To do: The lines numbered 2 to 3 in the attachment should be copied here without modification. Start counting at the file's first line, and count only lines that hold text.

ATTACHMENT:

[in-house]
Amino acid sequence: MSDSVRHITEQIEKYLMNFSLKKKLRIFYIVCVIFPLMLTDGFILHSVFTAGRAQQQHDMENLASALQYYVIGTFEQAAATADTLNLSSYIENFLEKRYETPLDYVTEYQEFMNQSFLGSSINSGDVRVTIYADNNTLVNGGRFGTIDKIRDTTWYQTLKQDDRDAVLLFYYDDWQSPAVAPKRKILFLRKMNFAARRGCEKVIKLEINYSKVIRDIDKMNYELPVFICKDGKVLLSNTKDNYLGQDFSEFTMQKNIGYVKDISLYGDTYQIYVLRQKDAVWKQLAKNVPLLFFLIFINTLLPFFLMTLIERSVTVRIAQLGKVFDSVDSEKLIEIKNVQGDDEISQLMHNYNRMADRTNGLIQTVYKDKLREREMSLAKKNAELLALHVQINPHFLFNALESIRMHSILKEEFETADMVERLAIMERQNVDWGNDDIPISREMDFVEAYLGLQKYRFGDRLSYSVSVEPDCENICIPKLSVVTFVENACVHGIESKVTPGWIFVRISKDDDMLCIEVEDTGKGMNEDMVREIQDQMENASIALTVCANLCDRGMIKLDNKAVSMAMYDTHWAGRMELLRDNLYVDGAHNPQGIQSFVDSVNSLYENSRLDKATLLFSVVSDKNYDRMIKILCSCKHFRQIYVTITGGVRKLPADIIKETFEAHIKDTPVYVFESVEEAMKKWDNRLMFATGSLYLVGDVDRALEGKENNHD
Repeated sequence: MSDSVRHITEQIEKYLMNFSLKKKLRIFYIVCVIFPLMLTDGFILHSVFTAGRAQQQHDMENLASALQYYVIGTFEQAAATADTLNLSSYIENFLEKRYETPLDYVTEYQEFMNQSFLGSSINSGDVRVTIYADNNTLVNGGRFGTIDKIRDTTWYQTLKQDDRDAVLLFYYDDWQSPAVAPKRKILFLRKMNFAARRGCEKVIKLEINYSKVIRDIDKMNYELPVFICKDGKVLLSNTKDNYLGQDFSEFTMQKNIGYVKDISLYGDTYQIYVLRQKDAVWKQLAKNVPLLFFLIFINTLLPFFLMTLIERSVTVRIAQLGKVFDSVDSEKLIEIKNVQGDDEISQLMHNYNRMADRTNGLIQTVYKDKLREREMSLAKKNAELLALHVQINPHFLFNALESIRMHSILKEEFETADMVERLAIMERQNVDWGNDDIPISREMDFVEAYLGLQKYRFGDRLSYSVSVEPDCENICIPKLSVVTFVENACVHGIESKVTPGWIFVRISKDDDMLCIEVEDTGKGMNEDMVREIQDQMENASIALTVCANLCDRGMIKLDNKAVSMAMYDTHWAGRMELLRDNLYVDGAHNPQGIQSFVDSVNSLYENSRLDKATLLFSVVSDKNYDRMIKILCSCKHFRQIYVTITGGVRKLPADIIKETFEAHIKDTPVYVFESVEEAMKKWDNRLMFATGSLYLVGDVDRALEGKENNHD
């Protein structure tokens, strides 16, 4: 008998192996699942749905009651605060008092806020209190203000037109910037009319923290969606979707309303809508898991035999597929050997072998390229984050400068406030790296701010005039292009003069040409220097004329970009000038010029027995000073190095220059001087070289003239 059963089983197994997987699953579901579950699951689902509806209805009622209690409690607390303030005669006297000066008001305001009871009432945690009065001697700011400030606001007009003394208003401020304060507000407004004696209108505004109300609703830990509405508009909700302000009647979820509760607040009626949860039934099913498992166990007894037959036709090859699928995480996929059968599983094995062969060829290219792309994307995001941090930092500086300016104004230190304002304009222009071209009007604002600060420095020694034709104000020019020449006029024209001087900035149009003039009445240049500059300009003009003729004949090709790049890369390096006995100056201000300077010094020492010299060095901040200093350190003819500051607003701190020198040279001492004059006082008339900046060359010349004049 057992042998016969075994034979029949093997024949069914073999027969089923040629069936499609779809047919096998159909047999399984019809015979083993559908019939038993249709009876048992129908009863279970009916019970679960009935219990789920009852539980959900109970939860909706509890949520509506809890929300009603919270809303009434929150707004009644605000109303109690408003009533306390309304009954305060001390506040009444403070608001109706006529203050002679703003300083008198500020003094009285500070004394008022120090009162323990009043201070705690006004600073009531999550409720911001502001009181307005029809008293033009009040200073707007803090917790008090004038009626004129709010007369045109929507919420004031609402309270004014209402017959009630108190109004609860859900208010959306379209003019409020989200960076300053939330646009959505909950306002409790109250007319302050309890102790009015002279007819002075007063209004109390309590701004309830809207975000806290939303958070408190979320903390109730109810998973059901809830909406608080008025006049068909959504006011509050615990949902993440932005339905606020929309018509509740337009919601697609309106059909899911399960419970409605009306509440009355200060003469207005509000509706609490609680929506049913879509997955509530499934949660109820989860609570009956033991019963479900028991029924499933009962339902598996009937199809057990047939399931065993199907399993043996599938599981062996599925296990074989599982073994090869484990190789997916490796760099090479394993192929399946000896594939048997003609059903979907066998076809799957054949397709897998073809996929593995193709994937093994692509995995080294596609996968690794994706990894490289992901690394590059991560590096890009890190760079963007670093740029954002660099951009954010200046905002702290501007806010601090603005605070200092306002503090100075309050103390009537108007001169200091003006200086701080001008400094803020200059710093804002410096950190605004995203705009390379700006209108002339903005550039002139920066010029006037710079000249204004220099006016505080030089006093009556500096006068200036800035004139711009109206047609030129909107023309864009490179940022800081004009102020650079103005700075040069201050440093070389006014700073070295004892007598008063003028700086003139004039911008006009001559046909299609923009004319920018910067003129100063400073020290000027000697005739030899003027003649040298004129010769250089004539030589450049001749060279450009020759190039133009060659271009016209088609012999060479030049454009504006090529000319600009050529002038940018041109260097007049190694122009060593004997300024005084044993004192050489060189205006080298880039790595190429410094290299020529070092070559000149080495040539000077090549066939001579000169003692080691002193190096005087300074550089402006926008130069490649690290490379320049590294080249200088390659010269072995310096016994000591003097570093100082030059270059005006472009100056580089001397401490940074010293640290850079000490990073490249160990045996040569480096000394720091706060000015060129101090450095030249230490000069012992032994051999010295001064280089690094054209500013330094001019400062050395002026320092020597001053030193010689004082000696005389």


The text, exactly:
Amino acid sequence: MSDSVRHITEQIEKYLMNFSLKKKLRIFYIVCVIFPLMLTDGFILHSVFTAGRAQQQHDMENLASALQYYVIGTFEQAAATADTLNLSSYIENFLEKRYETPLDYVTEYQEFMNQSFLGSSINSGDVRVTIYADNNTLVNGGRFGTIDKIRDTTWYQTLKQDDRDAVLLFYYDDWQSPAVAPKRKILFLRKMNFAARRGCEKVIKLEINYSKVIRDIDKMNYELPVFICKDGKVLLSNTKDNYLGQDFSEFTMQKNIGYVKDISLYGDTYQIYVLRQKDAVWKQLAKNVPLLFFLIFINTLLPFFLMTLIERSVTVRIAQLGKVFDSVDSEKLIEIKNVQGDDEISQLMHNYNRMADRTNGLIQTVYKDKLREREMSLAKKNAELLALHVQINPHFLFNALESIRMHSILKEEFETADMVERLAIMERQNVDWGNDDIPISREMDFVEAYLGLQKYRFGDRLSYSVSVEPDCENICIPKLSVVTFVENACVHGIESKVTPGWIFVRISKDDDMLCIEVEDTGKGMNEDMVREIQDQMENASIALTVCANLCDRGMIKLDNKAVSMAMYDTHWAGRMELLRDNLYVDGAHNPQGIQSFVDSVNSLYENSRLDKATLLFSVVSDKNYDRMIKILCSCKHFRQIYVTITGGVRKLPADIIKETFEAHIKDTPVYVFESVEEAMKKWDNRLMFATGSLYLVGDVDRALEGKENNHD
Repeated sequence: MSDSVRHITEQIEKYLMNFSLKKKLRIFYIVCVIFPLMLTDGFILHSVFTAGRAQQQHDMENLASALQYYVIGTFEQAAATADTLNLSSYIENFLEKRYETPLDYVTEYQEFMNQSFLGSSINSGDVRVTIYADNNTLVNGGRFGTIDKIRDTTWYQTLKQDDRDAVLLFYYDDWQSPAVAPKRKILFLRKMNFAARRGCEKVIKLEINYSKVIRDIDKMNYELPVFICKDGKVLLSNTKDNYLGQDFSEFTMQKNIGYVKDISLYGDTYQIYVLRQKDAVWKQLAKNVPLLFFLIFINTLLPFFLMTLIERSVTVRIAQLGKVFDSVDSEKLIEIKNVQGDDEISQLMHNYNRMADRTNGLIQTVYKDKLREREMSLAKKNAELLALHVQINPHFLFNALESIRMHSILKEEFETADMVERLAIMERQNVDWGNDDIPISREMDFVEAYLGLQKYRFGDRLSYSVSVEPDCENICIPKLSVVTFVENACVHGIESKVTPGWIFVRISKDDDMLCIEVEDTGKGMNEDMVREIQDQMENASIALTVCANLCDRGMIKLDNKAVSMAMYDTHWAGRMELLRDNLYVDGAHNPQGIQSFVDSVNSLYENSRLDKATLLFSVVSDKNYDRMIKILCSCKHFRQIYVTITGGVRKLPADIIKETFEAHIKDTPVYVFESVEEAMKKWDNRLMFATGSLYLVGDVDRALEGKENNHD